I don’t have any great affinity for birds. When the voucher popped up for a Birds of Prey Experience at the English School of Falconry, I basically thought: why not? The English School of Falconry sounds like one of the most English things you can possibly do. Bonus: it was in a town called Biggleswade, and oh wow did I want an excuse to say the word “Biggleswade” as many times as possible. I had visions of Harry Potter and Hogwarts and Hedwig. I want a self-sacrificing owl, you know? Plus, I always loved that tagline from the silly SNL sketch starring a falcon named Donald.
Now that I think about it, I don’t think we even hung out with any falcons.
My friend from Manchester drove down with her husband and met me at the Biggleswade train station (the town is so small and off the beaten track it is only open in the morning, shut and locked by 3pm). Driving through Biggleswade was sadly unimpressive. Arriving at the GPS-directed address, we drove through a strange world of hangars and muddy fields before arriving at a none-too-well marked lawn parking area and a further muddy walk to the school’s office. My friend’s husband just wanted to observe, having come as chauffeur and photographer for the day, but they made him pay GBP15 for the privilege. He’s a good sport, so he ponied up the cash and we raced to meet our group, having arrived a squinch late.
So then we held some birds. They were big and heavy and pretty. They were species of eagles, I believe, but I wasn’t paying that much attention. They were just big and heavy and pretty. Then we went to a little fenced in area where we got to catch some kites (maybe?) and owls, little ones. By catch I mean we held out our gloved arm, and one of the trainers called the birds (each bird has a name, like Trevor) and they came and landed on us, knowing they would get some food for obeying. Some birds were less obedient than others, and at one point I had two little owls on my arm. Which was pretty cool.
We moved to a bigger field for some hawk catching. At this point I got a close-up look at what they were feeding the bigger birds: torn up pieces of tiny, fluffy chicks, their yellow down smeared with blood. I didn’t want to think about that too much.
We watched a flying show, in which our tour guide, a cheerful and well-versed young Englishman who seriously looked like he was 12 years old, gave a running commentary on the different types of birds he showed off – egrets and pelicans as well as more owls and eagles. Maybe a falcon.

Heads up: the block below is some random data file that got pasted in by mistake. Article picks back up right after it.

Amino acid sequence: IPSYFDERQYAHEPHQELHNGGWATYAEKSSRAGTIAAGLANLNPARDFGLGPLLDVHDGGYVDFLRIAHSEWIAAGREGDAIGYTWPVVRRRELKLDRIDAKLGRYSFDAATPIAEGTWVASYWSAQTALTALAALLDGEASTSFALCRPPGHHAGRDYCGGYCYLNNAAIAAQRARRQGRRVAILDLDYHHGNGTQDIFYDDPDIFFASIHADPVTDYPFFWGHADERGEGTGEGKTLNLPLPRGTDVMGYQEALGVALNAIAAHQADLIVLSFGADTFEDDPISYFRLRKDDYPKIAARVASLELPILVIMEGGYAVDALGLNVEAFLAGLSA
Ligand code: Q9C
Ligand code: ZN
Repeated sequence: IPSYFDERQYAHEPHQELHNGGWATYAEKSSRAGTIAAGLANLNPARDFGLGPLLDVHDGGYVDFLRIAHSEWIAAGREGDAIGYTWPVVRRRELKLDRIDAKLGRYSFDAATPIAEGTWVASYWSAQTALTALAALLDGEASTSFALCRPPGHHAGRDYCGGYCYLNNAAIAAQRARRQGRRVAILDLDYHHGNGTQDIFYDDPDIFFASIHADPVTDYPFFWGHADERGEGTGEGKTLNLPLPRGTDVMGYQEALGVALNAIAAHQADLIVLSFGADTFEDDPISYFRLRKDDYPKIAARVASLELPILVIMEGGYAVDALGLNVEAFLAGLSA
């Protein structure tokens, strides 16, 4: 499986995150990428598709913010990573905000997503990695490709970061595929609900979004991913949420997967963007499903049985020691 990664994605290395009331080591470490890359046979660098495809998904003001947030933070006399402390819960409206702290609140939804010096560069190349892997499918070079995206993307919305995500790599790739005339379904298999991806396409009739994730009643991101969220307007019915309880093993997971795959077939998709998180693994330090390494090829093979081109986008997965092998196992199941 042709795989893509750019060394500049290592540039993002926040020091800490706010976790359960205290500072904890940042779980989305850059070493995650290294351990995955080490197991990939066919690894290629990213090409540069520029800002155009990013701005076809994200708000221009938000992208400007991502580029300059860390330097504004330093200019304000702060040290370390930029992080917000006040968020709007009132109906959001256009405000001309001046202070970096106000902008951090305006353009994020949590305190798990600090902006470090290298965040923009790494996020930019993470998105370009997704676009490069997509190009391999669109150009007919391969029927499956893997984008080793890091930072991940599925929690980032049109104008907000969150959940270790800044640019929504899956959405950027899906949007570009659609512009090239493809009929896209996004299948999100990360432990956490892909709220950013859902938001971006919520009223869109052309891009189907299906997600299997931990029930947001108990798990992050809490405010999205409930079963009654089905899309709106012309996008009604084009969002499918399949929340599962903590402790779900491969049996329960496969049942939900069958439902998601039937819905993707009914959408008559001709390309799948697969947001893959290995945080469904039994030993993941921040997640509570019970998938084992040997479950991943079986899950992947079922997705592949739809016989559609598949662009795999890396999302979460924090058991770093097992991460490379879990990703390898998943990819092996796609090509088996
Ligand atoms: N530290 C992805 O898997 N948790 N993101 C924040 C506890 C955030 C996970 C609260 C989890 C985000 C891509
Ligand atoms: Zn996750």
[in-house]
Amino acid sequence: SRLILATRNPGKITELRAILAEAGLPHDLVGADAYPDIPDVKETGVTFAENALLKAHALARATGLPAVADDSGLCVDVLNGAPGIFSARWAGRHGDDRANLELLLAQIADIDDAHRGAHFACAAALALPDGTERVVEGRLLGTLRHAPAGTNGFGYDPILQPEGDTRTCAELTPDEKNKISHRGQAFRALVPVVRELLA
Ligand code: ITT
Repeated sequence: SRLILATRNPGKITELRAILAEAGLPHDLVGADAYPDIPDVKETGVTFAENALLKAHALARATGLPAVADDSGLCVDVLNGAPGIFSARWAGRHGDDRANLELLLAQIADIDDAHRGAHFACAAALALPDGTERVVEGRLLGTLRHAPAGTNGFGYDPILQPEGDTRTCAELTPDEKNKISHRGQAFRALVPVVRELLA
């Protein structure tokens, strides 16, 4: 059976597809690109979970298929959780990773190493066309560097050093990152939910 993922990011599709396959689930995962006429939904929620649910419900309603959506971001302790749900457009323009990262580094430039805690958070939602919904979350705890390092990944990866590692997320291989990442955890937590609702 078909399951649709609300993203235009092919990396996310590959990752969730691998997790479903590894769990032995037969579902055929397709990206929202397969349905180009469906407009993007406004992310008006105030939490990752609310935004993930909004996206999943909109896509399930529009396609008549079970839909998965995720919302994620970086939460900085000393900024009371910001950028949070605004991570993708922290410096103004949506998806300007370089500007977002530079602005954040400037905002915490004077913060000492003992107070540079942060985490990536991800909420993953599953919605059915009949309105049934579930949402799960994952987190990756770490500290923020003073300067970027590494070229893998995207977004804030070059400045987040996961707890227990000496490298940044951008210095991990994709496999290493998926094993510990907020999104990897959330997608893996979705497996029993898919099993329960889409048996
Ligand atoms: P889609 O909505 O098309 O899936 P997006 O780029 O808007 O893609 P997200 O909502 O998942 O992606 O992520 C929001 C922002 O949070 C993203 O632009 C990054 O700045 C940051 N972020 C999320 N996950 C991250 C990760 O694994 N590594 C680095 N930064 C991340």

We went into a caged in area where we go to hold, bare-handed, little five week old owls. Four of them perched sleepily on a diagonal wooden rod, and it was awfully rude of us to disturb them. But they were very cute, sitting on my friend’s shoulder and nibbling her hair and ear, burrowing into the furry hood of her sweatshirt (as usual in this glorious land, it was late April but cold, cloudy, and windy.)
We were then free to wander about looking at the caged birds, most of whom were lazing about for their midday siesta. Birds are tremendously pretty. Who knew?
I actually had a lot of fun – it was great to see my friends for a couple of hours, and I fought off my terror at allowing birds to fly at my body (I have walked through New York City on more than one occasion and felt an imminent pigeon attack strategizing around me.)
I got some fun photos, which is, unfortunately the point of the experience. Despite our well-educated guide, who could spit out facts at the rate of four a minute, I didn’t get a sense of why the English School of Falconry exists. Why do they train birds? What purpose do the birds serve? A glance at their website listed “conservation” as one of their goals, but conservation from what? I imagine if I had read the little placards near each bird station I would have a better understanding of which birds are endangered, and how the centre helps breed and repopulate them.
But do they ever free them back into the wild? Could they even survive? These birds are so dependent on humans for treats, why would they even want to leave? I know I wouldn’t. Is that good, or bad? Ecotourism in a paradox. I’m just not sure if I agree with it. Near the beginning of the day, as we waited to hold some of the bigger eagles, we watched a bunch of enormous birds nestling in their feathers. Occasionally one of them would start to flap its wings and launch itself off the perch where it rested. Inevitably, they landed two feet away, their feet tied with rope to that same perch. There was something sad about watching birds try to take flight and failing. It was a terrible living metaphor.
Still, I had a good day. Does that make me a bad person? I pushed the metaphors out of my mind and just enjoyed the beauty of the birdies. I am uneasy with myself for this unthinking submission to a photo op. The twenty or so cheery English who were part of our group didn’t seem to be overthinking the moment, oohing and aaahing as the birds sailed around us. It’s just hard to know if the centre does more good than harm.
But how else was I going to pretend I was Harry Potter for a few hours?
What do you think? Is this kind of “interactive” nature experience good or bad for, you know, actual nature?
Scorecard: Vouchers – 1 Me – 1